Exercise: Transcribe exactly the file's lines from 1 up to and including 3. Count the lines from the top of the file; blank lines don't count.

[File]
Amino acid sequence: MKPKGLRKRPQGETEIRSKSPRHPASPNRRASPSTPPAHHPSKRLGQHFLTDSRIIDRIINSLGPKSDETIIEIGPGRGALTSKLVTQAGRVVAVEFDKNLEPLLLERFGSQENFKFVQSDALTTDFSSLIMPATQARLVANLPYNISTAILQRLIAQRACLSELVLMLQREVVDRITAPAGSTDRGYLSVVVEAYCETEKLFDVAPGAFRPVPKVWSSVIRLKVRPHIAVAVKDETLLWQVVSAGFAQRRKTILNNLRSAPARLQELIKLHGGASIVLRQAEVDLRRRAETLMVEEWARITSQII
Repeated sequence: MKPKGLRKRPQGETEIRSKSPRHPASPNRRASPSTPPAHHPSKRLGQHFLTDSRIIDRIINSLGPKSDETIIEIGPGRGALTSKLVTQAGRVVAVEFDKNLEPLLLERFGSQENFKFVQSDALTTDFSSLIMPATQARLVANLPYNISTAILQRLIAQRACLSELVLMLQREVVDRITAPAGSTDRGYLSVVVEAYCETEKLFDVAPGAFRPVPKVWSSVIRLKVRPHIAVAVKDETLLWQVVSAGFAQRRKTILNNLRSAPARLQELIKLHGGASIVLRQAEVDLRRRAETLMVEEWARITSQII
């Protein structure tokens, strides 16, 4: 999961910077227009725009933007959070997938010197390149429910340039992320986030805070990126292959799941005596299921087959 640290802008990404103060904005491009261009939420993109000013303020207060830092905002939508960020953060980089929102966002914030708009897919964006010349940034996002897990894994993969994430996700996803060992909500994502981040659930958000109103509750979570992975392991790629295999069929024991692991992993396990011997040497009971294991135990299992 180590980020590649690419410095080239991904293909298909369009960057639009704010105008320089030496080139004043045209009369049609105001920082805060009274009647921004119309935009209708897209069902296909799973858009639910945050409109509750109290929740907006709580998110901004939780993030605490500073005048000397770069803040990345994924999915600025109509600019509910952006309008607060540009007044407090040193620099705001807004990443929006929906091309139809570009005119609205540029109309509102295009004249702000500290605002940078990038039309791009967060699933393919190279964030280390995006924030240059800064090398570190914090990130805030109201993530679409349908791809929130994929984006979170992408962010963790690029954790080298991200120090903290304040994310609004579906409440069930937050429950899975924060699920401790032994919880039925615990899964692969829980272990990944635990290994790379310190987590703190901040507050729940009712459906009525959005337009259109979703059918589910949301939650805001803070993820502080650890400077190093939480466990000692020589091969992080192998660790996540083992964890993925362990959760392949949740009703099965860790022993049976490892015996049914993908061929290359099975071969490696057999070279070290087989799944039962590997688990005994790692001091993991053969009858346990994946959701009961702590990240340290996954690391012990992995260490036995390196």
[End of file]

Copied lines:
Amino acid sequence: MKPKGLRKRPQGETEIRSKSPRHPASPNRRASPSTPPAHHPSKRLGQHFLTDSRIIDRIINSLGPKSDETIIEIGPGRGALTSKLVTQAGRVVAVEFDKNLEPLLLERFGSQENFKFVQSDALTTDFSSLIMPATQARLVANLPYNISTAILQRLIAQRACLSELVLMLQREVVDRITAPAGSTDRGYLSVVVEAYCETEKLFDVAPGAFRPVPKVWSSVIRLKVRPHIAVAVKDETLLWQVVSAGFAQRRKTILNNLRSAPARLQELIKLHGGASIVLRQAEVDLRRRAETLMVEEWARITSQII
Repeated sequence: MKPKGLRKRPQGETEIRSKSPRHPASPNRRASPSTPPAHHPSKRLGQHFLTDSRIIDRIINSLGPKSDETIIEIGPGRGALTSKLVTQAGRVVAVEFDKNLEPLLLERFGSQENFKFVQSDALTTDFSSLIMPATQARLVANLPYNISTAILQRLIAQRACLSELVLMLQREVVDRITAPAGSTDRGYLSVVVEAYCETEKLFDVAPGAFRPVPKVWSSVIRLKVRPHIAVAVKDETLLWQVVSAGFAQRRKTILNNLRSAPARLQELIKLHGGASIVLRQAEVDLRRRAETLMVEEWARITSQII
């Protein structure tokens, strides 16, 4: 999961910077227009725009933007959070997938010197390149429910340039992320986030805070990126292959799941005596299921087959 640290802008990404103060904005491009261009939420993109000013303020207060830092905002939508960020953060980089929102966002914030708009897919964006010349940034996002897990894994993969994430996700996803060992909500994502981040659930958000109103509750979570992975392991790629295999069929024991692991992993396990011997040497009971294991135990299992 180590980020590649690419410095080239991904293909298909369009960057639009704010105008320089030496080139004043045209009369049609105001920082805060009274009647921004119309935009209708897209069902296909799973858009639910945050409109509750109290929740907006709580998110901004939780993030605490500073005048000397770069803040990345994924999915600025109509600019509910952006309008607060540009007044407090040193620099705001807004990443929006929906091309139809570009005119609205540029109309509102295009004249702000500290605002940078990038039309791009967060699933393919190279964030280390995006924030240059800064090398570190914090990130805030109201993530679409349908791809929130994929984006979170992408962010963790690029954790080298991200120090903290304040994310609004579906409440069930937050429950899975924060699920401790032994919880039925615990899964692969829980272990990944635990290994790379310190987590703190901040507050729940009712459906009525959005337009259109979703059918589910949301939650805001803070993820502080650890400077190093939480466990000692020589091969992080192998660790996540083992964890993925362990959760392949949740009703099965860790022993049976490892015996049914993908061929290359099975071969490696057999070279070290087989799944039962590997688990005994790692001091993991053969009858346990994946959701009961702590990240340290996954690391012990992995260490036995390196």